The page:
Medicare.gov is the consumer website for Medicare beneficiaries, caregivers, and advocates. The site was originally going to be improved to implement a new content management system. Instead, we refined the plan after seeing an opportunity to rebuild Medicare.gov with responsive design.
Why We Did It
Our new goal for Medicare.gov was to ensure the site would work not only on desktop PCs but also on any smartphone or tablet. The idea was to anticipate the influx of increased mobile traffic based on the growing mobile adoption rates in the country and align to the Digital Government Strategy.
We determined that responsive design was the best solution instead of building apps for different mobile devices. It allowed us to build a single HTML5/CSS3 page template framework that would simplify overall maintenance as well as improve user experience.
What We Did
Media queries detect the screen resolution and display different views based on browser resolution. The style sheet that was developed supports four different resolutions:
- 980 pixels and up for desktop and tablets
- 768 pixels for tablets in portrait mode
- 480 pixels for smartphones
- 320 pixels for smartphones
These different breakpoints were chosen because they are among the most common for tablet and mobile use. For the desktop view, we chose 980 pixels to support because of existing web applications that were unable to become responsive within the timeframe. These applications will be upgraded to responsive layouts at a future date.
We also coded the site with 508 compliance in mind. By using iterative 508 testing and development, we ensured that the site would work on any device and would also be accessible to people with disabilities.
Responsive design inherently poses problems with Internet Explorer 7 and 8 compatibility because of the lack of CSS3 support. While there are workarounds for this issue, like respond.js, the costs of responsive support for IE7 and IE8 outweighed the benefits. Since no mobile devices use IE7 or IE8, we decided to drop responsive support for those browsers. But you will still be able to view the website using Internet Explorer on a desktop PC.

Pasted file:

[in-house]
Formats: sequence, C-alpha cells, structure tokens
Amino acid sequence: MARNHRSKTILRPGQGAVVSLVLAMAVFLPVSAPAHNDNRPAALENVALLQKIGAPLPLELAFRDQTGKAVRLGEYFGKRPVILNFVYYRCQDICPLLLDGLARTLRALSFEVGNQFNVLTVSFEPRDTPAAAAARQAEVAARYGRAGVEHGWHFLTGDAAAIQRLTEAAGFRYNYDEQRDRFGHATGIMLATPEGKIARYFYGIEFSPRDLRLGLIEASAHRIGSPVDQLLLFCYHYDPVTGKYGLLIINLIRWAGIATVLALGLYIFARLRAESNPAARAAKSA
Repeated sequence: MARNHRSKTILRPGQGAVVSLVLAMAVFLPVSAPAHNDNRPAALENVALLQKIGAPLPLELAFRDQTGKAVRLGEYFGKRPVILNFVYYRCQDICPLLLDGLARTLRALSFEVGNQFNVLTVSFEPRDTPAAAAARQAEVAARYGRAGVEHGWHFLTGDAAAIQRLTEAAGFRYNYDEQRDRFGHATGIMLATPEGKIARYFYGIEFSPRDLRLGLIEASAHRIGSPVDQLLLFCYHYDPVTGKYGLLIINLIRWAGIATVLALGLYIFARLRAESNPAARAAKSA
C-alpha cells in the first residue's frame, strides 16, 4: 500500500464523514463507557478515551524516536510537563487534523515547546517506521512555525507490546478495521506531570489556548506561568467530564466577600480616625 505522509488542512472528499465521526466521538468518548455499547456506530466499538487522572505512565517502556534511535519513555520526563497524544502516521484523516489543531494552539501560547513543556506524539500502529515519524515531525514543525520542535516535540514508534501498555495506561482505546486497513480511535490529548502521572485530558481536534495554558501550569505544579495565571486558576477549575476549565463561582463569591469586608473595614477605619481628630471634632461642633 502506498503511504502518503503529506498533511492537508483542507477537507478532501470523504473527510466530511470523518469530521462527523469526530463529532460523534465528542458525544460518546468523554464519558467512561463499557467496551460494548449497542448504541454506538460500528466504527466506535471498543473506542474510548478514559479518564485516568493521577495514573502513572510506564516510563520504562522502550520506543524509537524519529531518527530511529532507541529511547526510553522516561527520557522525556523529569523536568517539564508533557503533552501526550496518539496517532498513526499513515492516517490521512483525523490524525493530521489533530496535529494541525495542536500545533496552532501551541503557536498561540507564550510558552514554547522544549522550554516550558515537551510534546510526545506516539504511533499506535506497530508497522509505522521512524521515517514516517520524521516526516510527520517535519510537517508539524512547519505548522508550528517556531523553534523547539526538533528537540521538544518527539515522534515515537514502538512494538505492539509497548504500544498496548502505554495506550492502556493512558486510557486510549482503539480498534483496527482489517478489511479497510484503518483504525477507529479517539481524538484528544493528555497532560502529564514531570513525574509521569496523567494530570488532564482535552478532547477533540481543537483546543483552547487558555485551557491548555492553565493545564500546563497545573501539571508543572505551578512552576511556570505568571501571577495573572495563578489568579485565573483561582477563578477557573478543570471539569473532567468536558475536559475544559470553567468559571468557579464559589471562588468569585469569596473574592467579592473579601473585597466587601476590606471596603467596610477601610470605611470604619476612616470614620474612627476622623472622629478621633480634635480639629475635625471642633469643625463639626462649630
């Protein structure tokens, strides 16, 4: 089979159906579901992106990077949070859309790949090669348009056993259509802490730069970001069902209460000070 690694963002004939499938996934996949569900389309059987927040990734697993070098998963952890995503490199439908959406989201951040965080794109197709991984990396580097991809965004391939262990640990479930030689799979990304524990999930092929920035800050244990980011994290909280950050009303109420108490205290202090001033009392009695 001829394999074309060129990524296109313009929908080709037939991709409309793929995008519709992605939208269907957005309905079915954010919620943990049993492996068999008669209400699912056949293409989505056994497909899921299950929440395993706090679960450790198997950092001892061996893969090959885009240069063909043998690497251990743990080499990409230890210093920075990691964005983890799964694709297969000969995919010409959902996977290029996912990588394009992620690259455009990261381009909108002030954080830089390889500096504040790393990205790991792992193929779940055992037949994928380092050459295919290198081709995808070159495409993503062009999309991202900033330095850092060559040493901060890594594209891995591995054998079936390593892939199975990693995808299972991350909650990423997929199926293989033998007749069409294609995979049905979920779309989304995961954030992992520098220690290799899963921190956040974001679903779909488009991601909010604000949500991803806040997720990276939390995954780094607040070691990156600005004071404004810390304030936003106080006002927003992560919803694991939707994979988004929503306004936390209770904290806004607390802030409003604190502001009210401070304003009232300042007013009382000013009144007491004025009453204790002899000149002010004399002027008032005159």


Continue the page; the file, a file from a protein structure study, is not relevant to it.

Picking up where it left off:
How It Worked
The redesigned site will improve consumer’s access to the information they want about Medicare. The redesigned site and web content management system allow the content managers to easily add, remove or update content without having to worry about coding or testing.
What We Learned
- Mobile first isn’t the only way to design a site. It’s possible to take the full version and scale down, removing components that may be redundant or cumbersome on smaller displays while maintaining full functionality.
- While this resulted in more iterations of design mock-ups, it allowed us to take the most common tasks that people wanted on the full homepage and scale them down to be convenient and accessible on all devices.
- Sites can be designed to be responsive while maintaining Section 508 compliance if tested and developed with those factors in mind.
We are next planning on redesigning our existing applications to be responsive. This will allow all the tools across the site to be accessible for all users.